If you have adrenal insufficiency, there are no herbal medications that you can take that will replace the hydrocortisone.
Osteopenia is common in the general population and can be due to multiple factors including diet, activity, age, exposure to the sun (vitamin D), and smoking. The dietary intake of calcium and vitamin D are particularly important. It would be a good idea to review these factors with your family doctor or endocrinologist.
There is no problem combining hormone replacement therapy (in this case estrogen alone) with medication for Addison's disease or thyroid medication.
I recently saw my dentist who suggested that I need to have my wisdom teeth removed. He is going to do this in the office using general anaesthesia. What should I do about my cortisol?
100mg of Solu-cortef should be administered intravenously before the anaesthetic. You should ensure that the dentist is fully aware of your condition and its requirements.
I am having a gastroscopic exam and will be given a light anesthetic. Should I be increasing my 22.5mg of Cortef before this procedure and by how much? I previously had a colonoscopy with a light anesthetic and had to be brought out of the sedation because of a sudden drop in blood pressure. I want to avoid anything like this again.
You should really be discussing this with your family doctor or endocrinologist. It is a general rule that you should take added hydrocortisone during times of stress and there is no doubt that a gastroscopy is stressful. The question is how much more steroid you need for this particular stress. Since you had problems after your colonoscopy, you should take an extra 20mg tablet the morning of the procedure.
Is surgery out of the question for a person with
There is no contraindication to surgery in individuals with Addison's disease. They do however require coverage with intravenous glucocorticoids prior to the anaesthetic and during the surgery. The important thing is to be sure that both the anaesthetist and the surgeon are aware that the individual has Addison's disease.
My daughter is in the hospital with appendicitis. The surgeon is going to operate and says that she will be in and out so quickly that she does not need to be given extra cortisol. Should I accept the surgeon’s opinion?
Any surgery or any general anaesthetic will require IV Solu-cortef regardless of the length of surgery. However, too much cortisone can decrease healing, so do not continue “extra” longer than truly needed
There has been much discussion about blood donation
and organ donation of Addisonians from different parts of the world. Can we as
As far as I am aware, there is no restriction regarding these donations. Some Addisonian patients may be anaemic (low hemoglobin) and this may prevent them from donating blood but otherwise there should be no problems
The doctor who treated me for
If you have not seen an endocrinologist about your Addison's disease it is important that you ask for a referral. If there is any question about the dose of any of your medications, it should be discussed with your endocrinologist. If you have seen an endocrinologist in the past, just give him/her a call.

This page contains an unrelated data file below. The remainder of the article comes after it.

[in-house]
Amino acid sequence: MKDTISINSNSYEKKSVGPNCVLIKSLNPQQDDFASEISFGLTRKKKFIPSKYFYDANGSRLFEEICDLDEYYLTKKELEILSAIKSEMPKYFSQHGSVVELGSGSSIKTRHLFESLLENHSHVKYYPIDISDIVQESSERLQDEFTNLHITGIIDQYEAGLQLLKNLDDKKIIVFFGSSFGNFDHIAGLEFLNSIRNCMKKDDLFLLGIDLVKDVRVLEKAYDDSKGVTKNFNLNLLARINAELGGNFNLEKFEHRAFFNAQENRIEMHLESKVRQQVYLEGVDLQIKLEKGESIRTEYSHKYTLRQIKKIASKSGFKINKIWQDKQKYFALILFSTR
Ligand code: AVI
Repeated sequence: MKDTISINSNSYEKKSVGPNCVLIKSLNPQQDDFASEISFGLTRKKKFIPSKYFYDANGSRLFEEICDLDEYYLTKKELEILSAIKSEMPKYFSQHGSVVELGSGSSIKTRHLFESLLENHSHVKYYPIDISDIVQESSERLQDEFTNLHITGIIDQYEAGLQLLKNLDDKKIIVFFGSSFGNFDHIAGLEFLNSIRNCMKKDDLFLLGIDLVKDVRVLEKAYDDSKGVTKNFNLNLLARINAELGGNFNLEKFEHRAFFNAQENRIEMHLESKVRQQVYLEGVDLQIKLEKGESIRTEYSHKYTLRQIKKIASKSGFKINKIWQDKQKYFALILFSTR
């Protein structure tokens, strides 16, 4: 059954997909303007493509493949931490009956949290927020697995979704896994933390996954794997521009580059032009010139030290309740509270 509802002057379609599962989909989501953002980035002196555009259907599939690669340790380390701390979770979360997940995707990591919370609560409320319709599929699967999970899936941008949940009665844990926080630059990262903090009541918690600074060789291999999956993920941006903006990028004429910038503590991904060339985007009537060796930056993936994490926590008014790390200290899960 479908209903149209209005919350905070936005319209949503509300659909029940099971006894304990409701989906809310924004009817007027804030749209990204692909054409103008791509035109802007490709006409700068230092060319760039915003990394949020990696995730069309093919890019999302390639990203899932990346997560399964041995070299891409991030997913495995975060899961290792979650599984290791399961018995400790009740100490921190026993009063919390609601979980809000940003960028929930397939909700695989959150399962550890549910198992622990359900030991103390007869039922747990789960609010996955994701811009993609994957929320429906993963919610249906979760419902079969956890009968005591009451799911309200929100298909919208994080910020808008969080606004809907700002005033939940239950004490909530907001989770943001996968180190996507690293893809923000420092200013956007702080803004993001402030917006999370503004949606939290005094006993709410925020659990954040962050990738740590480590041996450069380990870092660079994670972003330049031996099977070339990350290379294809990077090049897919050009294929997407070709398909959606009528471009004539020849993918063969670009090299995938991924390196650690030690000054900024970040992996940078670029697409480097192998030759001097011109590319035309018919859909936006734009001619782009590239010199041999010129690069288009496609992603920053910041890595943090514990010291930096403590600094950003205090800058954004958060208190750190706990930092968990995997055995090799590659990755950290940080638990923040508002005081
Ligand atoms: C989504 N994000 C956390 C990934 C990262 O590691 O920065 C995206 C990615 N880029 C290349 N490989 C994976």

I'm curious about whether I should be getting the hepatitis immunization shots that are being offered by the organization I volunteer with. These shots would take place in January or February. From what one of the nurses said, they will not provide hepatitis immunization to anybody who is immunocompromised.
This question that is particularly relevant right now since we are all being asked to get flu shots. The nurses giving the injections have to be sure that the recipient is not allergic to material in the immunization injection, or if they have breathing problems and are using an inhaler, that they have the inhaler with them. Individuals with Addison's disease are not immuno-compromised and should respond normally to the hepatitis immunization. The only situation where this may not be true would be if they had a problem requiring larger doses of cortisol or prednisone. If this were the case, they should wait until the problem is over and then go ahead with the immunization once they are back on maintenance doses of their steroids.
I have had
The answer is yes, it is possible to conceive. But, you would have to see a gynecologist who specializes in fertility problems. The first problem would be to find an egg donor, and there are a variety of factors that should be discussed with your gynecologist about this. The other steps involve preparation of your uterus with appropriate hormone treatment and fertilization of the donor egg in vitro before placing it into the prepared uterus. Each of these steps require the direction of a gynecologist who specializes in this area. There are many factors involved in this situation and my simplified description may have overlooked some factors in individual cases. These can be covered by your fertility expert.